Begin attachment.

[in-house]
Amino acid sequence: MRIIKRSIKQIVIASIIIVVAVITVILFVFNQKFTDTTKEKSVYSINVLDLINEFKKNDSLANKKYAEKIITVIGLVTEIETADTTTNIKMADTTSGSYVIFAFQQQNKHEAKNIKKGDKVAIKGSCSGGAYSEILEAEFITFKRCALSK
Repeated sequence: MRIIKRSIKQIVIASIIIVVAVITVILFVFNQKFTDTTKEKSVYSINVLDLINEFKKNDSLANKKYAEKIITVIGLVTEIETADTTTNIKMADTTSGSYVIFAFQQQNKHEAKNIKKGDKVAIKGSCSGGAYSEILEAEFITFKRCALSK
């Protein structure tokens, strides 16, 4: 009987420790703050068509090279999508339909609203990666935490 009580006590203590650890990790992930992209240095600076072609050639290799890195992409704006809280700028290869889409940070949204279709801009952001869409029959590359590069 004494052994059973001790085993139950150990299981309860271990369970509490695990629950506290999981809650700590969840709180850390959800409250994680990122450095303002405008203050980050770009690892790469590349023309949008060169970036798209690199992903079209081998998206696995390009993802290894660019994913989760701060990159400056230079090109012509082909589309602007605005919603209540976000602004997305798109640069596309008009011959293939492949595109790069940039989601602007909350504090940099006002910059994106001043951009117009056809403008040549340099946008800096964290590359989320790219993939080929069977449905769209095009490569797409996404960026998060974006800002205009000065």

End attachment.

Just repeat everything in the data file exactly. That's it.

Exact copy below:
[in-house]
Amino acid sequence: MRIIKRSIKQIVIASIIIVVAVITVILFVFNQKFTDTTKEKSVYSINVLDLINEFKKNDSLANKKYAEKIITVIGLVTEIETADTTTNIKMADTTSGSYVIFAFQQQNKHEAKNIKKGDKVAIKGSCSGGAYSEILEAEFITFKRCALSK
Repeated sequence: MRIIKRSIKQIVIASIIIVVAVITVILFVFNQKFTDTTKEKSVYSINVLDLINEFKKNDSLANKKYAEKIITVIGLVTEIETADTTTNIKMADTTSGSYVIFAFQQQNKHEAKNIKKGDKVAIKGSCSGGAYSEILEAEFITFKRCALSK
């Protein structure tokens, strides 16, 4: 009987420790703050068509090279999508339909609203990666935490 009580006590203590650890990790992930992209240095600076072609050639290799890195992409704006809280700028290869889409940070949204279709801009952001869409029959590359590069 004494052994059973001790085993139950150990299981309860271990369970509490695990629950506290999981809650700590969840709180850390959800409250994680990122450095303002405008203050980050770009690892790469590349023309949008060169970036798209690199992903079209081998998206696995390009993802290894660019994913989760701060990159400056230079090109012509082909589309602007605005919603209540976000602004997305798109640069596309008009011959293939492949595109790069940039989601602007909350504090940099006002910059994106001043951009117009056809403008040549340099946008800096964290590359989320790219993939080929069977449905769209095009490569797409996404960026998060974006800002205009000065």